Tucker: Well, ironically, I think the most successful young learning I’ve seen happening online, is really prioritizing getting those kiddos off the screen. You know, have them pull together, build community, give an overview for the week. And then you have like, you know, I’ve seen elementary teachers who’ve been successful in this moment – it’s not easy, but they’ve been successful – where they’ll start with one of those quick 20 minutes, almost like replicating circle time on a Zoom call where the goal is like, “Let’s make connections. Let’s have fun. Let’s figure out where we’re going this week.” And then the rest of the week, the teachers are doing a really beautiful job of small group, like pulling kids into small group instruction, spending 15-20 minutes with this group, and moving.
It’s exhausting for the teacher, but then they’ve done a beautiful job of releasing kids to do things, whether it’s printing, or going outside and coloring pictures, or identifying colors and shapes, and all these different things, where they really found a way to allow young learners to engage in that experiential, very tactile learning that is so important for them. And quite frankly, younger learners don’t have the self regulation skills developed yet to be a successful in this asynchronous learning or even synchronous online learning. We have high school kids who are struggling with that and so I think it’s really appropriate to try to get those kids back into physical spaces in a safe way obviously as soon as possible, because of the smaller attention spans at that age, you know like I said, not having those self regulation skills, and there’s also just like the social component, right. Some of these kids have never been in school or daycare, anything beyond their home environment. And there’s a lot to be said about that social interaction, that social learning that happens when you have to negotiate with other tiny people who want to get in your space and they want your stuff. You know, so those pieces, you can’t replicate that experience online as much as we would love to. As I said, I think what should be happening in the classroom are those pieces that really benefit from social learning and human interaction. And kids that age, they just love their teachers, right, like they have such a connection. And I heard a quote on an NPR story I was listening to where they were talking to a parent and they asked the kid a question. She’s a kindergartener and she’s online. They were like, “Do you have any friends in your class yet?” And she goes, “No, not yet. I haven’t met anybody. Just seeing them on the screen.” I was like, oh my god, I want to cry.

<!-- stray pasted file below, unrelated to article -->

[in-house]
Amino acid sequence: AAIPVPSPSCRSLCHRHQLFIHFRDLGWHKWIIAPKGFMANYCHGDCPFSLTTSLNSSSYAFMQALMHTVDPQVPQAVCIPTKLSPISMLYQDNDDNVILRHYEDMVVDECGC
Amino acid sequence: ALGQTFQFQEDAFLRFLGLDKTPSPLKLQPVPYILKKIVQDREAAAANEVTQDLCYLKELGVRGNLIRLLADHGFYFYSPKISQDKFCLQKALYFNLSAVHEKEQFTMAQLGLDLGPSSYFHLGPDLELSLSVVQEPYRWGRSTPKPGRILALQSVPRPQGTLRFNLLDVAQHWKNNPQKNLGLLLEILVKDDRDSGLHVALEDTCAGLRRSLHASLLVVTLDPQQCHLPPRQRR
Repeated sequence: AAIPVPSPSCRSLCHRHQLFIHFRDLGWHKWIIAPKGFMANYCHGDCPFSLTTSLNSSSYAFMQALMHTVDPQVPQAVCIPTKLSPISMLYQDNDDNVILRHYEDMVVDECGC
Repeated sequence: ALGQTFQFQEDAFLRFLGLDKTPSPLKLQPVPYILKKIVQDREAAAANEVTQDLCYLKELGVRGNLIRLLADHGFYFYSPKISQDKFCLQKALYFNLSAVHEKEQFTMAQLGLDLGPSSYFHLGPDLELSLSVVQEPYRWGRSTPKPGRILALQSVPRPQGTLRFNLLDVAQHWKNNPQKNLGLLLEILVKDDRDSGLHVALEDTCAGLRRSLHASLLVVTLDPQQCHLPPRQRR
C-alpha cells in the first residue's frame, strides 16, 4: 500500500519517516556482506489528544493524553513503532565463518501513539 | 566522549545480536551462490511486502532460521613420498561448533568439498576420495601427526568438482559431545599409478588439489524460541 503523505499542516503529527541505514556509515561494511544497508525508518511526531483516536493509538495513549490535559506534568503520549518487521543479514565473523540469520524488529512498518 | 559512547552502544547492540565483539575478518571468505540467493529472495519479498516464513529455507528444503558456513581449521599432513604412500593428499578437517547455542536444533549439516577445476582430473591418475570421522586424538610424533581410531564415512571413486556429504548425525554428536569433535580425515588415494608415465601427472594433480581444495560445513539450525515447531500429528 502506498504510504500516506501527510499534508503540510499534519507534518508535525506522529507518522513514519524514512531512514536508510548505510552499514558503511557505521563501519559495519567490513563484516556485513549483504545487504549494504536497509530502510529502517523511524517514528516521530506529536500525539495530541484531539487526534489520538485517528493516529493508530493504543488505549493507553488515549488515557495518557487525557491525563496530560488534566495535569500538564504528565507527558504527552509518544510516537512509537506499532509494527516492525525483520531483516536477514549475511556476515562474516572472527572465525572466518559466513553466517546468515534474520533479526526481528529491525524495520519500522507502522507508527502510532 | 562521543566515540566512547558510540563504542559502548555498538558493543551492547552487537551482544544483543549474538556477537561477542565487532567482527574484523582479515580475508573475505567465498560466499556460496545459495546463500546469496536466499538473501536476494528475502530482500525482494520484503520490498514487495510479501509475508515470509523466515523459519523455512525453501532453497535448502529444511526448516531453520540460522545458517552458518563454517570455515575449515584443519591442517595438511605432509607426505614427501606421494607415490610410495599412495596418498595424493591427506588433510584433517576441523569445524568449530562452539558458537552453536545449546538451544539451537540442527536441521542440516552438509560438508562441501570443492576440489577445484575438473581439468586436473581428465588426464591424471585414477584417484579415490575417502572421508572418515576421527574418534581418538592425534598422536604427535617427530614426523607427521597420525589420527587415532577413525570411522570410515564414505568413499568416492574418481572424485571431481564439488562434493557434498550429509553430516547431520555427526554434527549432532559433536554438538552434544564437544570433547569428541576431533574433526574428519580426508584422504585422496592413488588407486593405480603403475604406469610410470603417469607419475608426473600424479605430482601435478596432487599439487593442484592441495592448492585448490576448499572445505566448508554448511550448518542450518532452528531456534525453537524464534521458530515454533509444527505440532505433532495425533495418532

Hybrid Learning: Getting it Right
Armelino: Hybrid, I think, is where we see people shifting towards and we hope, at least we’re getting closer, right. I’m really curious on how do we make sure we get hybrid right? How do we do this right? And advice that you have on how to manage, you know, in-school instruction. And in particular, I think what we’ve seen too is, is that the hybrid model, I think for a lot of folks, is based on scheduling, right? If I was a school leader, what advice would you give me about how to approach hybrid learning, as we think about bringing kids back to school?
Tucker: Hybrid refers to so many variations so if we were going to do a hybrid schedule, my dream schedule would be having kids in one group in class Monday, Tuesday. Wednesday is a teacher work day with some online personalized support, and then we see another group on Thursday, Friday. And I know there are some schools adopting that specific schedule, which I think is awesome. And that way, we keep numbers low and we have the cohort system and all that.
I mean, I, in my own recommendations and like the last chapter of my doctoral study was like, I love to re-examine this idea of seat time and that learning only happens in a classroom and really approach the design. Like I’d love everybody to start playing around with blended learning models and start really prioritizing, allowing kids more control over elements of their learning, both in and outside of class. But I don’t want to see those moments of learning asynchronously at home as “throw away.” There’s so many ways to engage kids in dynamic, asynchronous learning that can set them up for a much richer experience when we dive deep, when we’re all together, or when you’re with your cohort in the physical classroom. So really thinking intentionally about which learning activities do I want kids to engage in that will benefit from them controlling time, place, and pace? And which really will benefit from that social learning, that human interaction? And I’m going to start to design learning for these two different landscapes with that information in mind. I mean, that would be definitely my advice.
Armelino: Anything different for secondary?
Tucker: No, not really. I mean, I think the kinds of things we ask kids to do might be different. But no, I still think it’s really, it’s an intentionality around the design work that we do as educators. And letting kids make more decisions, right. Not feeling like we have to control everything. And actually realizing that in releasing some of that control, we actually might engage kids that otherwise are disengaged in this moment.